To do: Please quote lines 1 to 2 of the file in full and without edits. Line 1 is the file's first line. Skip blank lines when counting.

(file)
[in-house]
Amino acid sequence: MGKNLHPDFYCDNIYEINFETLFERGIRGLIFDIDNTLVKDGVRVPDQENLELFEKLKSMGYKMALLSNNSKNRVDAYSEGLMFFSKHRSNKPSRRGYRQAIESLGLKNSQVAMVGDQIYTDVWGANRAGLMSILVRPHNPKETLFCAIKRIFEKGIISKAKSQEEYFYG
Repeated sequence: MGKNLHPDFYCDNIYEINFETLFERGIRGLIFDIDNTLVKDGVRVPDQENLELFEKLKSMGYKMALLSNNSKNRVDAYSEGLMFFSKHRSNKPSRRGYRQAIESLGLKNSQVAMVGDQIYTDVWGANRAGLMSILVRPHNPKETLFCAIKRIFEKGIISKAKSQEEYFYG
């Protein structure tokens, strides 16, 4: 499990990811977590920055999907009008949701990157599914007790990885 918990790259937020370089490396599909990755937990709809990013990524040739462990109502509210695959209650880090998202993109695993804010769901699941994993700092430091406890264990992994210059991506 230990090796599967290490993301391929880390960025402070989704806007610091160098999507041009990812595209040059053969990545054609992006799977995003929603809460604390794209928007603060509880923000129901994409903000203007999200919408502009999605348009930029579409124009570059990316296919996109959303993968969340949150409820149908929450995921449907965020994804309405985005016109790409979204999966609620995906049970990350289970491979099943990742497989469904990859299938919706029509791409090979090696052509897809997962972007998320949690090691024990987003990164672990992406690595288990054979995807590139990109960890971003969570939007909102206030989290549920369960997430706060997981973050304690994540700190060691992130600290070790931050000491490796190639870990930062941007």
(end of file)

[in-house]
Amino acid sequence: MGKNLHPDFYCDNIYEINFETLFERGIRGLIFDIDNTLVKDGVRVPDQENLELFEKLKSMGYKMALLSNNSKNRVDAYSEGLMFFSKHRSNKPSRRGYRQAIESLGLKNSQVAMVGDQIYTDVWGANRAGLMSILVRPHNPKETLFCAIKRIFEKGIISKAKSQEEYFYG